Storm Eunice: Thousands remain without power as blizzard strikes northern England and more gales forecast

Country reels after fatal winds cause ‘major damage’ and continued gales hamper clean-up efforts

Andy Gregory
Sunday 20 February 2022 02:43 GMT
Storm Eunice leaves hundreds of thousands without power

Tens of thousands of homes remained without electricity a day after one of the worst storms in a generation struck the UK, bringing record-breaking winds which claimed at least 12 lives across northern Europe and wrought widespread disruption and destruction.

As northern England continued to face blizzard conditions on Saturday, insurers warned the clean-up from Storm Eunice could cost hundreds of millions of pounds – while further forecasts of gales threatened to hamper recovery efforts in the days ahead.

Trains slowly began to resume service as engineers sought to repair “major damage” to the country’s battered railway infrastructure, removing debris from the tracks and repairing damaged overhead wires, while airports fielded a backlog of cancelled flights.

While some were left reeling from the damage to their homes and belongings after roofs were torn from buildings and large trees uprooted, others mourned those who lost their lives in the storm, including three people in England and one British citizen in Belgium.

Similar devastation was witnessed on the continent, with Germany suffering three deaths and four in the Netherlands. In Belgium, a 79-year-old British man died in Ypres after falling from his boat in the high winds, according to reports.

A woman in her 30s in Haringey, north London, and a man in his 20s in Alton, Hampshire, were also killed when their cars collided with trees, while a man in his 50s died in Netherton, Merseyside, after debris struck the windscreen of a vehicle he was travelling in.

Tributes were also paid in Ireland to a “devoted” father and council worker killed “in the line of duty” by a falling tree while clearing debris in County Wexford.

People in the UK were warned to brace for more extreme winds in the days ahead, with the Met Office issuing a further spate of weather warnings.

These included weather alerts for snow in force on Saturday, with up to eight inches thought to have fallen in some areas, prompting further disruption to road and rail travel, including hindering Aberdeen paramedics’ efforts to take a poorly 10-month-old baby and her mother to hospital.

An alert for rain is in place from midnight until 6pm on Sunday for Cumbria, Lancashire and West Yorkshire, with forecasters warning that parts of England could see gales of up to 70mph – the same speed recorded at Heathrow Airport on Friday when hundreds of thousands tuned in to the Big Jet TV Youtube channel to watch planes attempting to land.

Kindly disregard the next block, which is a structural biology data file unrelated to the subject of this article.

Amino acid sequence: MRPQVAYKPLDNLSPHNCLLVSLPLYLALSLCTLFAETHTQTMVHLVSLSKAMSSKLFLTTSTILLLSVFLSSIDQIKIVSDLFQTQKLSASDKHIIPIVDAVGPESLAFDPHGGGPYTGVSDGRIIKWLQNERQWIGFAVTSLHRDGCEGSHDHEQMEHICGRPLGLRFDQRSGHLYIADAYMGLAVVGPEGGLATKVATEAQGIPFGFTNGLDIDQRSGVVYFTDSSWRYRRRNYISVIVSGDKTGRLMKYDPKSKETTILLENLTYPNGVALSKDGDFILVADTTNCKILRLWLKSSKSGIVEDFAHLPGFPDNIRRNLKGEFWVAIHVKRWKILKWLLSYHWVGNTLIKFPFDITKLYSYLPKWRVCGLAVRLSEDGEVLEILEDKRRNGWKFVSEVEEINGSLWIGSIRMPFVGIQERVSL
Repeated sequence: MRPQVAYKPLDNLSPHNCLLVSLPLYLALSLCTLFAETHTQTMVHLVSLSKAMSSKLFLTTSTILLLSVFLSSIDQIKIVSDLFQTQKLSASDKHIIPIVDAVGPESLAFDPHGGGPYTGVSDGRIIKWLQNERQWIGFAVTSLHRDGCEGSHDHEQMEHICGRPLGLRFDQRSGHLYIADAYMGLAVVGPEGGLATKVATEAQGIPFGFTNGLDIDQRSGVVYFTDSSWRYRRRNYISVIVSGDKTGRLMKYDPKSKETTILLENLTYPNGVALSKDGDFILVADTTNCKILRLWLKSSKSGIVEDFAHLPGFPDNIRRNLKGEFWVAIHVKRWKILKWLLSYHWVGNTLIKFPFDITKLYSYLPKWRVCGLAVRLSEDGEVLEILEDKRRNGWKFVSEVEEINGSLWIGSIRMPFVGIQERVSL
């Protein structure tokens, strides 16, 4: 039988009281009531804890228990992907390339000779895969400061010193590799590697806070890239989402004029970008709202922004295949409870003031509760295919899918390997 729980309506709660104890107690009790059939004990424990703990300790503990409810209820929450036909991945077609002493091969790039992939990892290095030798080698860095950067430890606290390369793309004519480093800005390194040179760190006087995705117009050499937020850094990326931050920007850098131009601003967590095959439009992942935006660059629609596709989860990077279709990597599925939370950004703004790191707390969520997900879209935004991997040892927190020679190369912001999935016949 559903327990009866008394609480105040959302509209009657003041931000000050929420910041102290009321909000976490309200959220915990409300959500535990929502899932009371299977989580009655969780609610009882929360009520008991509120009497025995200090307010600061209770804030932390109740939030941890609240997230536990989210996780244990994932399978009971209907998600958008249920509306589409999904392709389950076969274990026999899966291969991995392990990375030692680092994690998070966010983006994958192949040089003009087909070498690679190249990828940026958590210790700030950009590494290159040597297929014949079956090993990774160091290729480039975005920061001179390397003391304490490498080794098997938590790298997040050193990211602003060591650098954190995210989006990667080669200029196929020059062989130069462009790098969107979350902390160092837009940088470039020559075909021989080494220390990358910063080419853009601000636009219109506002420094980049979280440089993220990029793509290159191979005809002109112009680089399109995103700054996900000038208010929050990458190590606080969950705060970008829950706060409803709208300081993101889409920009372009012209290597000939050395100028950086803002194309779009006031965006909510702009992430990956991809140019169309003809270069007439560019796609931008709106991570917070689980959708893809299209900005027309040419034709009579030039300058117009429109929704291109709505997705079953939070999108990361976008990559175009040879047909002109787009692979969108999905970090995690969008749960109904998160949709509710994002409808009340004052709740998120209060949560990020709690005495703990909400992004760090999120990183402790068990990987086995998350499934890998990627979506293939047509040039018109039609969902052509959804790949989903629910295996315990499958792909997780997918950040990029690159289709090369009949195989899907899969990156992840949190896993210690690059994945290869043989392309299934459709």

While falling significantly short of the 122mph gusts recorded on Friday at the Needles, on the exposed western tip of the Isle of Wight – thought to be the strongest ever recorded in England –forecasters have issued further warnings for wind across England, Wales and Northern Ireland on Sunday.

"This will have an impact on the clearing up process over the course of the day,” said Met Office meteorologist Greg Dewhurst.

A 400-year-old oak tree damages a home in Stondon Massey, near Brentwood (PA)

With that process including the mammoth bid to restore power to homes across England and Wales, Kwasi Kwarteng, the business secretary, warned on Saturday that strong winds were “impacting restoration efforts” – but said most customers were expected to have their power supplies “restored promptly”.

In an update, the Energy Networks Association said that, while some 1.22 million homes and businesses had been reconnected, about 155,000 customers remained without power in Wales, and in the south and east of England.

Storm Eunice caused a record number of power outages in the southwest of England, the electricity provider Western Power Distribution said.

Meanwhile, National Rail said many operators were reporting “major damage” to the railway and obstructions on the line, and urged passengers to check before travelling.

“Network Rail have additional engineers out across the network dealing with the continuing problems, and will check all affected lines for damage before reintroducing services as quickly as possible,” it said.

However, by 4pm on Saturday, a number of services had returned to normal, including Caledonian Sleeper, East Midlands Railway, Grand Central, Hull Trains, London Overground, Lumo, Merseyrail, Northern, ScotRail, and TfL Rail.

But Grant Shapps warned travellers to expect further disruption this weekend.

The transport secretary told the BBC: “Trains are in the wrong locations, debris is still being removed from our roads, airports are expected to be very busy – people catching up with flights – and potentially queues at ports. Expect disruption, do check before you travel.

“We're still on a yellow warning today as well, so still windy out there, but things are returning to normal.”

The Association of British Insurers warned previous storms similar to Eunice had cost hundreds of millions of pounds in repairs.

“It is too early to estimate the likely insured cost of Storm Eunice, when insurers will be focusing on assessing damage and helping their customers recover.

“No two storms are the same. The last significant storms to hit the UK – Ciara and Dennis – led to insurers paying out over £360m.”

Additional reporting by PA

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